Outcomes of Breast Reduction Surgery Using the BREAST-Q

A Prospective Study and Comparison With Normative Data

Tamara A. Crittenden, B.Sc.(Hons.); David I. Watson, M.D., Ph.D.; Julie Ratcliffe, Ph.D., M.Sc.; Philip A. Griffin, M.B.B.S.; Nicola R. Dean, M.B.Ch.B., Ph.D.


Plast Reconstr Surg. 2019;144(5):1034-1044. 

In This Article

Patients and Methods

Surgical Study Population

A prospective cohort study of patients who underwent breast reduction surgery was performed at Flinders Medical Centre in Adelaide, South Australia, Australia. Ethics approval was obtained for this project from the local Southern Adelaide Clinical Human Research Ethics Committee (approval number 118.056). All women aged 18 years and older with symptomatic breast hypertrophy who were eligible for bilateral breast reduction surgery between March of 2010 and February of 2016 were informed of the study and were considered for inclusion. Women who were unable to complete written questionnaires or refused to participate, were excluded from the study. Participants provided written informed consent and self-completed the BREAST-Q Reduction module patient-reported outcome measure preoperatively and 12 months postoperatively. Age, height, weight, and smoking status were recorded at the time of enrollment. Intraoperatively, the surgical technique and weight of tissue resected from each breast was documented. Postoperatively, a comprehensive "complications assessment checklist" was completed by the surgeon.

Normative Study Participant Recruitment

Australian women aged 18 years and older who were registered members of Pureprofile Limited (Sydney, New South Wales, Australia), a global online survey company, were invited to participate in the study. Consenting respondents who self-reported as being without a history of breast cancer or breast surgery and not actively seeking breast surgery were eligible to participate in this part of the study. Participants were required to self-complete the preoperative version of the BREAST-Q Reduction module and provide information for the following relevant variables: age, body mass index, bra cup size, employment status, and health status. Participants within the normative study cohort were distributed across age and geographic variables in a manner consistent with the national representation population breakdown from the 2016 Census conducted by the Australian Bureau of Statistics.[26] Ethics approval was obtained for this part of the study from the Social and Behavioural Research Ethics Committee at Flinders University (approval number 7848).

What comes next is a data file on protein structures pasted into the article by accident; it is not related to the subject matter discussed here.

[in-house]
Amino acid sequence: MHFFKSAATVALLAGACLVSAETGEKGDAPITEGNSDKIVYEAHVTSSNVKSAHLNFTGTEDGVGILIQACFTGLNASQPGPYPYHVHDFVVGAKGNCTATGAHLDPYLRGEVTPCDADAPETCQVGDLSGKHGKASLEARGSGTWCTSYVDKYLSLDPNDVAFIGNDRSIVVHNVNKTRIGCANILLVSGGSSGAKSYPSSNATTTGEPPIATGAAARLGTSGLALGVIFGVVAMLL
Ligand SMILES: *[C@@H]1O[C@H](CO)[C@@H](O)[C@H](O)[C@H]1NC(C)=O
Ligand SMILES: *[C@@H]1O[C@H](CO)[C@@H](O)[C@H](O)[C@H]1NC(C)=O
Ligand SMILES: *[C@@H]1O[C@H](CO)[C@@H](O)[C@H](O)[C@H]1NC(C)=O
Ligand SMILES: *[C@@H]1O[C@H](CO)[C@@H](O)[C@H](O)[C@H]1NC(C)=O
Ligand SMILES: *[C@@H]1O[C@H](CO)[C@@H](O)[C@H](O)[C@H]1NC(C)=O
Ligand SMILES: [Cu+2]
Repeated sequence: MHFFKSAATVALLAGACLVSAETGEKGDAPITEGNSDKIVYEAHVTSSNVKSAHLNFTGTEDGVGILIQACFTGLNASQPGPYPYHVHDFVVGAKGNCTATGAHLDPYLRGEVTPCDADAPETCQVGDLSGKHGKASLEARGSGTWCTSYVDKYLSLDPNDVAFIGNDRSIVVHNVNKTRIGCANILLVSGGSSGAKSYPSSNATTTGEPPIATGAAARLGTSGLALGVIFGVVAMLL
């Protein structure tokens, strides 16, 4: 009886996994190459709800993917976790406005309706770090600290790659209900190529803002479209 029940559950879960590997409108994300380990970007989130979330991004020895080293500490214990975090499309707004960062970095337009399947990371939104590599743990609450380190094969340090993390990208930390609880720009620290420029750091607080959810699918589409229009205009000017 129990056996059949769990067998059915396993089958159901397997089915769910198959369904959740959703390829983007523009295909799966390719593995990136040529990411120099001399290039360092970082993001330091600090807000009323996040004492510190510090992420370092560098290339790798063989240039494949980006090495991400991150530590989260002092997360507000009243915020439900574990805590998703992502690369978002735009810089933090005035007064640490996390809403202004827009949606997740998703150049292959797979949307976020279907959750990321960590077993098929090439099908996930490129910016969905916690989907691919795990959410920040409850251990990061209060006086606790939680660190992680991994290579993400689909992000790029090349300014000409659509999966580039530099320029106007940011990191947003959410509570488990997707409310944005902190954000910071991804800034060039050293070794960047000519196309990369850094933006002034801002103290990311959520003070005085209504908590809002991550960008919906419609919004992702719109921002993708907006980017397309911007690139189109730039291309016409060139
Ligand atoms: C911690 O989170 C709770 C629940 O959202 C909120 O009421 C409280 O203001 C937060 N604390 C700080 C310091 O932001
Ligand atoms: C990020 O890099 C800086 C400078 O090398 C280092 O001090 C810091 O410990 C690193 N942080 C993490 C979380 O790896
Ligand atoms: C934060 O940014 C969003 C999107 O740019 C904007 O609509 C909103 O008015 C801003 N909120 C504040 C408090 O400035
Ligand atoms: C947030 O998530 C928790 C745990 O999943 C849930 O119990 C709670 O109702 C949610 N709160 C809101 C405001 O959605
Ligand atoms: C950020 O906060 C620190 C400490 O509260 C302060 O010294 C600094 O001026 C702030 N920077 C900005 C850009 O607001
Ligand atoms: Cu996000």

BREAST-Q Outcome Measure

The BREAST-Q Reduction module was used to evaluate breast-related satisfaction and health-related quality of life in women with breast hypertrophy who underwent breast reduction surgery, and in women within the general population.[16] The instrument comprises Likert-type item responses across independently functioning patient satisfaction and well-being scales. The preoperative version of the BREAST-Q comprises the following scales: Satisfaction with Breasts, Psychosocial Well-being, Sexual Well-being, and Physical Well-being. In addition, the postoperative version includes Satisfaction with Outcome, Satisfaction with Information, Satisfaction with Surgeon, Satisfaction with Medical Staff, and Satisfaction with Office Staff. Questionnaire responses were transformed using Q-Score software[27] to generate a score between 0 and 100, where a score of 0 is the minimum score and 100 is the maximum score and indicates the highest level of satisfaction or well-being.

Statistical Analysis

Statistical analyses were performed using IBM SPSS Version 25.0 statistical software (IBM Corp., Armonk, N.Y.). Descriptive statistics including mean, standard deviation, and 95 percent confidence interval were computed for continuous variables. To assess the significance of changes in health-related quality of life, mean BREAST-Q scores obtained preoperatively and 12 months postoperatively were compared using a paired t test for dependent samples. Change effect size statistics were computed as the mean difference between preoperative and postoperative BREAST-Q scores divided by the standard deviation of the baseline score. Change effect sizes were interpreted according to the thresholds established by Cohen (i.e., <0.20, trivial; 0.20 to 0.50, small; >0.50 to 0.80, moderate; and >0.80, large).[28] BREAST-Q scores from the surgical cohort were compared to Australian population normative data using an independent t test. The Pearson correlation coefficient was used to investigate the strength of association between two continuous variables. Multiple regression analysis was used to explore the relationship between BREAST-Q scores and independent demographic variables. Statistical significance was established at a value of p < 0.05. The authors adhered to the Strengthening the Reporting of Observational Studies in Epidemiology Statement and checklist when designing and reporting this study.[29]